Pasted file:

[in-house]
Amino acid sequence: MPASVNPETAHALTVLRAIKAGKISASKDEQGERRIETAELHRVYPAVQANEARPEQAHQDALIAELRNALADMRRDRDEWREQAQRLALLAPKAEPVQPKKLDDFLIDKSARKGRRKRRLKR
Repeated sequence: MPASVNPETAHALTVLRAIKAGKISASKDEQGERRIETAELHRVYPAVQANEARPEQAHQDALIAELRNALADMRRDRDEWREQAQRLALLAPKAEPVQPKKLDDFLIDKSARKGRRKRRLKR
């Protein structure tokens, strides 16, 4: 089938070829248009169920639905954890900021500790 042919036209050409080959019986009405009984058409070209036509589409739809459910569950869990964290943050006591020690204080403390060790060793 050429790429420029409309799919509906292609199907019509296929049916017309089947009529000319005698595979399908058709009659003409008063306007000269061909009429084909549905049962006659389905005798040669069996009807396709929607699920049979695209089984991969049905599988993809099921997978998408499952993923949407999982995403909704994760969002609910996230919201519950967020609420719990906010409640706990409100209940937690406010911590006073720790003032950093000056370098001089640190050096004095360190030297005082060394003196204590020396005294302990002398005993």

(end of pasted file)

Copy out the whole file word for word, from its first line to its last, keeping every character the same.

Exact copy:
[in-house]
Amino acid sequence: MPASVNPETAHALTVLRAIKAGKISASKDEQGERRIETAELHRVYPAVQANEARPEQAHQDALIAELRNALADMRRDRDEWREQAQRLALLAPKAEPVQPKKLDDFLIDKSARKGRRKRRLKR
Repeated sequence: MPASVNPETAHALTVLRAIKAGKISASKDEQGERRIETAELHRVYPAVQANEARPEQAHQDALIAELRNALADMRRDRDEWREQAQRLALLAPKAEPVQPKKLDDFLIDKSARKGRRKRRLKR
């Protein structure tokens, strides 16, 4: 089938070829248009169920639905954890900021500790 042919036209050409080959019986009405009984058409070209036509589409739809459910569950869990964290943050006591020690204080403390060790060793 050429790429420029409309799919509906292609199907019509296929049916017309089947009529000319005698595979399908058709009659003409008063306007000269061909009429084909549905049962006659389905005798040669069996009807396709929607699920049979695209089984991969049905599988993809099921997978998408499952993923949407999982995403909704994760969002609910996230919201519950967020609420719990906010409640706990409100209940937690406010911590006073720790003032950093000056370098001089640190050096004095360190030297005082060394003196204590020396005294302990002398005993």